Margot Livesey's fourth novel, Eva Moves the Furniture, is a marked
contrast from her first three books. She's moved away from her usual settings
in contemporary Britain to write about Scotland in the years between the two
world wars...and to tell a ghost story. Eva, who is based on Livesey's own
mother ("and I've made very little effort to disguise that fact," she notes; they
share the same name and several biographical details, after all), grows up with
the occasional accompaniment of two mysterious friends, a woman and a girl,
that only she can see. How their lifelong presence shaped Eva's life is a story
that took Livesey nearly fifteen years to complete. "One of the reasons
Eva took me so long to write," she reflects, "was the realization that I did
have a relationship with my mother," even though she died when Livesey was
only two and a half years old. "We do have relationships with the dead, I've
realized; they're perhaps less than what we hoped, but they're not nothing."
Livesey's reflections on that relationship have resulted in a novel that
combines her proven talent for psychological suspense with compelling
RH: Tell me about the 'friends' your mother had in real
ML: She was the school nurse at the school where my father taught, and
the students who were in the sanitorium regularly complained that it was hard
to get a good night's sleep because there was always the crash and bang of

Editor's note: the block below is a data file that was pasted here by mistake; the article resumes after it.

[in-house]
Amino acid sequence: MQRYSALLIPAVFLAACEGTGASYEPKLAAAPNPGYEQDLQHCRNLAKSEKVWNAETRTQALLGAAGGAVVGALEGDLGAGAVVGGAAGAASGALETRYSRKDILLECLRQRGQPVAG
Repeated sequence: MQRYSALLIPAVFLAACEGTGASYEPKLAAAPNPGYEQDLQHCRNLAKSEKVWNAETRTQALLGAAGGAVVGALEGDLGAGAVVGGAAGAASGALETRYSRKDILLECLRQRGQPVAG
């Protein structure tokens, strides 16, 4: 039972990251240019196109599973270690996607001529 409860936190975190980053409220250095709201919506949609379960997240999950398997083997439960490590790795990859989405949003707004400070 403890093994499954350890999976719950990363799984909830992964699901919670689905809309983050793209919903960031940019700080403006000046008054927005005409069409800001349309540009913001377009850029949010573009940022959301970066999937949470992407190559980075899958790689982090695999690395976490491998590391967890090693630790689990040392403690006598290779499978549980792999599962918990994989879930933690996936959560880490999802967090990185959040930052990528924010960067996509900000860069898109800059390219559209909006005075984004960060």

furniture moving around. In the morning, Eva would come into the ward and
say, "Them again!" and put the furniture back in its place. She didn't use the
word poltergeist, but other people did.
She also saw people who other people could sometimes, but not invariably, see
as well. Again, she was extremely matter-of-fact about it, which was part of
what captured my attention. It wasn't a scary or gothic supernatural, it was
the supernatural as another dimension of daily life. I grew up with all sorts of
stories like that. There was a village near us, really just a dozen houses and a
church, and the rumor was that the village disappeared when nobody was
around. And I wondered what happened to the villagers, and I was told they
disappear, too. It seemed more plausible then than perhaps it does in modern
RH: Have you ever had any experiences like Eva's?
ML: I have had a couple experiences I hesitantly describe as being in
that realm. My guardian, Roger, has the sixth sense, as Eva did, and he's
convinced that I have the gifts, too, but that my life is too busy and too urban
for me to experience them more. Whether that's true, I still can't say.
RH: You keep the narrative tension as to whether Eva's friends
are real going almost nearly to the end of the novel.
ML: I hope that finally the novel makes the question of whether Eva's